CyberNotes
Tutorial Thursday




For some weird reason, I’ve been a Microsoft Excel addict for as long as I can remember. When I was younger I remember being told by one of my teachers that Excel is one of the most powerful applications available, but most people will never touch it with a ten foot pole.

For over 7 years I’ve been programming Visual Basic for Applications (VBA) in Excel, which is essentially a way to extend Excel to do everything your heart desires. With it you can add more formulas, and create buttons that will execute queries on the data located in your spreadsheet. VBA is one of Excel’s best features in my opinion.

What I’m going to cover today is how to highlight cells based on their values in Excel 2007. This method is extremely simple and doesn’t use an ounce of VBA, despite an abundance of sites out there saying that VBA is required to do such a task. It’s all about Conditional Formatting!

Tip: This tutorial was created for Excel 2007, but the general principles will also work in older versions of Excel. The free OpenOffice.org Suite even has a Conditional Formatting option located under the Format menu, but it’s pretty basic compared to the one in Excel 2007.

–Preparation–

Cell Highlighting Starter

The values in column “C” and “D” are both formulas that I created to calculate the age of the person, and then how many days are left until their next birthday. That way I can prepare gifts or cards for any upcoming birthdays well in advance. The only problem is that when the list gets large it can be hard to see what birthdays are coming up.

I’m not going to walk through what all of the formulas mean, but to make it easier to follow along with our example, here’s what the content of the second row looks like:

  • A2: John
  • B2: 11/19/1984
  • C2: =FLOOR(YEARFRAC(TODAY(),B2),1)
  • D2: =DAYS360(TODAY(),DATE(YEAR(B2)+C2+1,MONTH(B2),DAY(B2)))

What I want to do with the data is highlight anyone with a birthday that is coming up within two weeks. To do cell highlighting, a lot of sites talk about how to use the Visual Basic for Applications (VBA), but that’s way more work than needed. It’s actually really easy to do …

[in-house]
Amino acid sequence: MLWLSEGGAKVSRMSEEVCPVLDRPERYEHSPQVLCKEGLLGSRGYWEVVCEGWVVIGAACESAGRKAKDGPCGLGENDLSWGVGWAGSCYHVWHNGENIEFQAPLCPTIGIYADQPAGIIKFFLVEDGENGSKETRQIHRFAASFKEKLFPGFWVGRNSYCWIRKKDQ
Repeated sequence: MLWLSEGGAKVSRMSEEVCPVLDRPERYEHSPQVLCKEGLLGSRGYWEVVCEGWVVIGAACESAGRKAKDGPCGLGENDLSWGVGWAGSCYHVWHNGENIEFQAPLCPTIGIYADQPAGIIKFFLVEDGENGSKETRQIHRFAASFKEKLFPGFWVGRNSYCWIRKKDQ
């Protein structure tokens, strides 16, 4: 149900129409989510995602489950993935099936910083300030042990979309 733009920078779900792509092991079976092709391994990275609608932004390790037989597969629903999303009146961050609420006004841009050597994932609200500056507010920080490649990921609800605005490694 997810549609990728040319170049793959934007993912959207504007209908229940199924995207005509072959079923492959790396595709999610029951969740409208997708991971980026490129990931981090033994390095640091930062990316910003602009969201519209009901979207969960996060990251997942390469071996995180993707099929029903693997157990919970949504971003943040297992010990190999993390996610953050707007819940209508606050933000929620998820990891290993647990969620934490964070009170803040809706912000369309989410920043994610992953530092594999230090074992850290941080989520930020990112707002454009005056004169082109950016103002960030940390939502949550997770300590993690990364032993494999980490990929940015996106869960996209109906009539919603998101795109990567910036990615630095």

–Instructions–

Note: Most of the screenshots below are thumbnails, so click on them for a fullsize version.

  1. The first thing that you need to do is fill in a spreadsheet with some data to apply the conditional formatting. I’m using the data that I provided above for keeping track of birthdays, but you can use whatever you want.
    Cell Highlighting Step 1
  2. I want to have the birthdays highlighted that are coming up in the next two weeks, so I need to highlight the cells in column “D” for that:
    Cell Highlighting Step 2
  3. On the Home Ribbon is the Conditional Formatting option. Click on that and select the option for a New Rule.
    Cell Highlighting Step 3
  4. There are several different types of data that you can look for in the cells that you’ve highlighted. For example, you can have duplicate entries or max/min values highlighted. For us we want to choose the Format only cells that contain option, and we want to check for a cell value that is less than 14. After that is entered in press the Format button.
    Cell Highlighting Step 4
  5. Now we need to pick what the cells should look like that match the criteria, which in our case is all birthdays that occur in less than 14 days. I chose to make the background orange and also made the text bold.
    Cell Highlighting Step 5
  6. You should see a preview of what matching cells will look like. Just hit the OK button to complete the conditional formatting.
    Cell Highlighting Step 6
  7. Yay, it worked! Looks like John has a birthday coming up in 4 days!
    Cell Highlighting Step 7
  8. Anytime the values in these cells change, Excel will automatically reanalyze them to see if they meet any of the conditional formatting rules. That means that once John’s birthday passes in 4 days it will no longer be highlighted.

This is just one of the nearly unlimited uses for conditional formatting. I use this all of the time in my spreadsheets because it helps recognize when an item needs attention. Some things I’ve used this for in the past is attendance lists for parties to highlight who’s coming and who’s not, budgets to see when money is getting low, gift lists to pinpoint who I still have to buy for, and a countdown fir events (similar to the birthday example I did in this article), and much more. Get creative!